9. Dr. John Johnston (1852–1927) of Annan, Dumfriesshire, Scotland, was a physician, photographer, and avid cyclist. Johnston was trained in Edinburgh and served as a hospital surgeon in West Bromwich for two years before moving to Bolton, England, in 1876. Johnston worked as a general practitioner in Bolton and as an instructor of ambulance classes for the Lancashire and Yorkshire Railways. He served at Whalley Military Hospital during World War One and became Medical Superintendent of Townley's Hospital in 1917 (John Anson, "Bolton's Illustrious Doctor Johnston—a man of many talents," Bolton News [March 28, 2021]; Paul Salveson, Moorlands, Memories, and reflections: A Centenary Celebration of Allen Clarke's Moorlands and Memories [Lancashire Loominary, 2020]). Johnston, along with James W. Wallace, founded the "Bolton College" of English admirers of the poet. Johnston and Wallace corresponded with Whitman and with Horace Traubel and other members of the Whitman circle in the United States, and they separately visited the poet and published memoirs of their trips in John Johnston and James William Wallace, Visits to Walt Whitman in 1890–1891 by Two Lancashire Friends (London: Allen and Unwin, 1917). For more information on Johnston, see Larry D. Griffin, "Johnston, Dr. John (1852–1927)," Walt Whitman: An Encyclopedia, ed. J.R. LeMaster and Donald D. Kummings (New York: Garland Publishing, 1998). [back]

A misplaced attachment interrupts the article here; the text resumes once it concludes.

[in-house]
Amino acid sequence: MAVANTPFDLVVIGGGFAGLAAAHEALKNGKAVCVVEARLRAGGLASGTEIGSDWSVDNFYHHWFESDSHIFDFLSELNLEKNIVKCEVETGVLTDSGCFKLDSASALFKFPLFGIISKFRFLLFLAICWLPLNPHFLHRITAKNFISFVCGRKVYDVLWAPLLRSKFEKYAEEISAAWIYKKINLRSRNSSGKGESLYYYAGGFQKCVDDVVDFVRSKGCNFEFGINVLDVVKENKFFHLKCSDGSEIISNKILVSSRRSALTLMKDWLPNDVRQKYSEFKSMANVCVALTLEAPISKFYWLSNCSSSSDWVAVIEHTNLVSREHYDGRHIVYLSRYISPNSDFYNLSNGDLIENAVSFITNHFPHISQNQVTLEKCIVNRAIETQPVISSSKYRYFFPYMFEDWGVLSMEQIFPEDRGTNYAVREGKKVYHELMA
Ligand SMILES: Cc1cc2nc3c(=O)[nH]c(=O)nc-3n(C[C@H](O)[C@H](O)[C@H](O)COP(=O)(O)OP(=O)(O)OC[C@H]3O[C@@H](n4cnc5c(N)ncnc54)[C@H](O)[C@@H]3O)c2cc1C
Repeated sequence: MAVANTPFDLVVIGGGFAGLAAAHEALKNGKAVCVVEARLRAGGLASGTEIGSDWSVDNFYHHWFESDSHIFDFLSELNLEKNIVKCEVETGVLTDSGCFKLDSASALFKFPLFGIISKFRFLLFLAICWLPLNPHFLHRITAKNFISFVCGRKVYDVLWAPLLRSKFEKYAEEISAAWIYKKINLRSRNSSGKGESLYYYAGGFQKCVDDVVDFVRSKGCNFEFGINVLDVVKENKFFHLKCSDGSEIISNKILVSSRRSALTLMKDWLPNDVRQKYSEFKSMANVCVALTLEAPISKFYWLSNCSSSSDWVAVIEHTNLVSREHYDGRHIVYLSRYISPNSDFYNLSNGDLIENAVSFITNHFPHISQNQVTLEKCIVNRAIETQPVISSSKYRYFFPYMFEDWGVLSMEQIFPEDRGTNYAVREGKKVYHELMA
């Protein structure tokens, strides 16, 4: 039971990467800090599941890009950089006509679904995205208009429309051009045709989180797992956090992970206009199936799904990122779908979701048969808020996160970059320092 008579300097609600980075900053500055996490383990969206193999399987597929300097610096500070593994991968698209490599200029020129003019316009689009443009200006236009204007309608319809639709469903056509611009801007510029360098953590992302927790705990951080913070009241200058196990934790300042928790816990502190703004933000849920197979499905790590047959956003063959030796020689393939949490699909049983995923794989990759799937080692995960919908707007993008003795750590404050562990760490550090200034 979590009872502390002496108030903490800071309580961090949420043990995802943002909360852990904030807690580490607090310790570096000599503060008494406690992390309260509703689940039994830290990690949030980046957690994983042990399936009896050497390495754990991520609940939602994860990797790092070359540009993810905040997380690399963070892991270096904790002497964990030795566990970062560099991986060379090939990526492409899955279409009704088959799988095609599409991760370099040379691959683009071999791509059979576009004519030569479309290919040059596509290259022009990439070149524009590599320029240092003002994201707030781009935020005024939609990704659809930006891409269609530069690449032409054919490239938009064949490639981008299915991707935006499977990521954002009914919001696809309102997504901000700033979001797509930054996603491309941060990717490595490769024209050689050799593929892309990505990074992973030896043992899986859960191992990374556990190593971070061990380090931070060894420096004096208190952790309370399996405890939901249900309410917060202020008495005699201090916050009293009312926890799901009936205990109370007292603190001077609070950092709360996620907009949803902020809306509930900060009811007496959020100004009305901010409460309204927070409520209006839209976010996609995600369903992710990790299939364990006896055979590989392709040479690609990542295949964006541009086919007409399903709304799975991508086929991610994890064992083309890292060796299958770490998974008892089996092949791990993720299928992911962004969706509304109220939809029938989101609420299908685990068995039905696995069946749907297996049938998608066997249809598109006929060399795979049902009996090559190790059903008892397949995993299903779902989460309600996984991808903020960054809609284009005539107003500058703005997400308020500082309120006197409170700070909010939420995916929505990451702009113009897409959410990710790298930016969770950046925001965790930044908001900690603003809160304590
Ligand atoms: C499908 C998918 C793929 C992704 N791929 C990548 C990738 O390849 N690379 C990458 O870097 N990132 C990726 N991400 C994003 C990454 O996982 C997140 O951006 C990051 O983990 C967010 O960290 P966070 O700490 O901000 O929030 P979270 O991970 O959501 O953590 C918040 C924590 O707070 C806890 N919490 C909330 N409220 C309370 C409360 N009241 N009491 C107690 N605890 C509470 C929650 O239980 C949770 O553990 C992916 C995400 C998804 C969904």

10. With his letter of December 27, 1890, Dr. John Johnston had enclosed a typescript copy of Symonds's letter thanking him for sending Notes of a Visit to Walt Whitman (1890) (The Correspondence, ed. Edwin Haviland Miller [New York: New York UP, 1969], 5:148–149n11). For a complete transcription of the letter, see The Letters of John Addington Symonds, Volume 3: 1885–1893, ed. Herbert M. Schueller and Robert L. Peters [Detroit: Wayne State University Press, 1969], 530–531. [back]

11. Bucke described this accident in a December 25, 1890, letter to Whitman's disciple and biographer Horace Traubel: "I had a fall last evening and dislocated my left shoulder (it was the right arm last time, three months ago)." This letter is held in the Charles E. Feinberg Collection of the Papers of Walt Whitman, 1839–1919, Library of Congress, Washington, D.C. It is reprinted in Traubel's With Walt Whitman in Camden, Saturday, December 27, 1890[back]

12. Bucke may be referring to Symonds's August 3, 1890, letter to Whitman. [back]